Edinburgh City Archives, Libraries and Museums are working together on an outreach project to mark the centennial commemoration of the 1920 Edinburgh Boundaries Extension and Tramways Act.
The city boundaries were extended in November 1920 to incorporate the Burgh of Leith in the north and the Midlothian parishes of Cramond, Corstorphine, Colinton and Liberton to the west and south of the city. The expansion meant the city grew from 17 square miles to 53 square miles and increased its population from 320,000 to 425,000.
The ‘amalgamation’, as it was referred to at the time, was welcomed by some but opposed by others - in particular Leith Town Council who fought to retain its independence. The centenary commemoration provides an opportunity for everyone to understand how the city has grown and for the communities to reaffirm their own identities and heritage.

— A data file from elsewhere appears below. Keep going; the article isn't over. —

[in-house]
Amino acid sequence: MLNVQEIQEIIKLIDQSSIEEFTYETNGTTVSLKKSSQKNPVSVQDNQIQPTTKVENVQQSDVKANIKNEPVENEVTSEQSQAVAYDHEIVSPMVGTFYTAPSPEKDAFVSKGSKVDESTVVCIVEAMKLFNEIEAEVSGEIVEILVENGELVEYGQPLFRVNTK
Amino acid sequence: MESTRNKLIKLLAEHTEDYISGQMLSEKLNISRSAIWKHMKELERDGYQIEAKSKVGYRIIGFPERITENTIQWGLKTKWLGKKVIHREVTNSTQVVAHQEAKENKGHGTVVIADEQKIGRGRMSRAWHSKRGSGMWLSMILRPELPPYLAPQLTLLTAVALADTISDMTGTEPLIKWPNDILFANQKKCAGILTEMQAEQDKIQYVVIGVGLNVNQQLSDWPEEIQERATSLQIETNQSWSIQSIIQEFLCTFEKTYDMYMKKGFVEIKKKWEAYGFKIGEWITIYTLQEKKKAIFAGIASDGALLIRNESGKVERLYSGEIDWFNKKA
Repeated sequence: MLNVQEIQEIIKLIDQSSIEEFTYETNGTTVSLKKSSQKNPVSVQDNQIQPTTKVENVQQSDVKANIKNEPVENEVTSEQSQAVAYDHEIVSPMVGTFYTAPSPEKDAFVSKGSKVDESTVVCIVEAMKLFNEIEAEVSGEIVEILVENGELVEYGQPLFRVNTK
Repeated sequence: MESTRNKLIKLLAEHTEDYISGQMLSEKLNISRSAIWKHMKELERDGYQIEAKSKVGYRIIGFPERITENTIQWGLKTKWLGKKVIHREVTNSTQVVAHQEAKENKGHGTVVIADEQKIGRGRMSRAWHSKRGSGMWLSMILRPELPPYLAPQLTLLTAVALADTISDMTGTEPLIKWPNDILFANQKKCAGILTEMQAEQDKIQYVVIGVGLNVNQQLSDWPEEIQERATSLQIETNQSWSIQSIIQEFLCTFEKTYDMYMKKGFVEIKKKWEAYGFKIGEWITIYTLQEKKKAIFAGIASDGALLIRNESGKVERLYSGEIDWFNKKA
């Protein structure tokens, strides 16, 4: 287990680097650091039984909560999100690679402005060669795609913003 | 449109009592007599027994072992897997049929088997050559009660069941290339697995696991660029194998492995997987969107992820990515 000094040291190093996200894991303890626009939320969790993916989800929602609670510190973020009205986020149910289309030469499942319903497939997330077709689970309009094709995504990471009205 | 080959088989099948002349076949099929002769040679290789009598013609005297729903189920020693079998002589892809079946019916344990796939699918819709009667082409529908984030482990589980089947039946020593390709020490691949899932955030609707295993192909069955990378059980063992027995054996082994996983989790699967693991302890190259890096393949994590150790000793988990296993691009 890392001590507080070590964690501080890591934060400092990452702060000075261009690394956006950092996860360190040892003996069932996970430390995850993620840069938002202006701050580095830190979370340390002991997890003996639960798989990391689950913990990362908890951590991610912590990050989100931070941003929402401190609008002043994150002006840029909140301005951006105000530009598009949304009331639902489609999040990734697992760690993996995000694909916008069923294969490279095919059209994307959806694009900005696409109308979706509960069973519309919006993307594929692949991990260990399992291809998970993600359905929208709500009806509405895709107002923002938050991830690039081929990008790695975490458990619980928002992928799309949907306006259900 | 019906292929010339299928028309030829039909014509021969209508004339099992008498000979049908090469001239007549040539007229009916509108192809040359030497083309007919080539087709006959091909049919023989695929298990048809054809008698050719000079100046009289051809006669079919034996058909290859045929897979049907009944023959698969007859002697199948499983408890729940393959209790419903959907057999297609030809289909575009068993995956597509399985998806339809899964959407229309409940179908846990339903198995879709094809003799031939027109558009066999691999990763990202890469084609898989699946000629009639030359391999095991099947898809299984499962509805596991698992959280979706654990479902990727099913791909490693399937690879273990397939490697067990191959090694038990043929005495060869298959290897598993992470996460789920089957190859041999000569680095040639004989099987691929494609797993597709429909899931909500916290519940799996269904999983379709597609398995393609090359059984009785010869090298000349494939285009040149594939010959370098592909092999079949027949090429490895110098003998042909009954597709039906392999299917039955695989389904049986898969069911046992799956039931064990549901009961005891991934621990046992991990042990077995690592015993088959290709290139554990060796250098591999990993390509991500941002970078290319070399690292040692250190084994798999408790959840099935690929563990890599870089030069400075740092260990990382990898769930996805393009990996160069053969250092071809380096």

There are already plans amongst local heritage and community groups to mark the anniversary. Whether it is local exhibitions celebrating a community’s history, workshops and performances exploring what happened in 1920, or recording oral histories of those who have lived in a community the longest, initiatives are being organised around the city.
A community steering group has been brought together to coordinate what activities could be done collaboratively, or with support from Council Archive, Library and Museum services. Each of the boundary extension areas are represented within this group.
It is often the city centre of Edinburgh that receives attention, however this project focuses on the communities that joined in 1920. If you live in, or you are from, one of the communities that came into the city in 1920 and are interested in finding out more about what is being organised, contact the local heritage group of your area. Alternatively, you can contact [email protected] for information.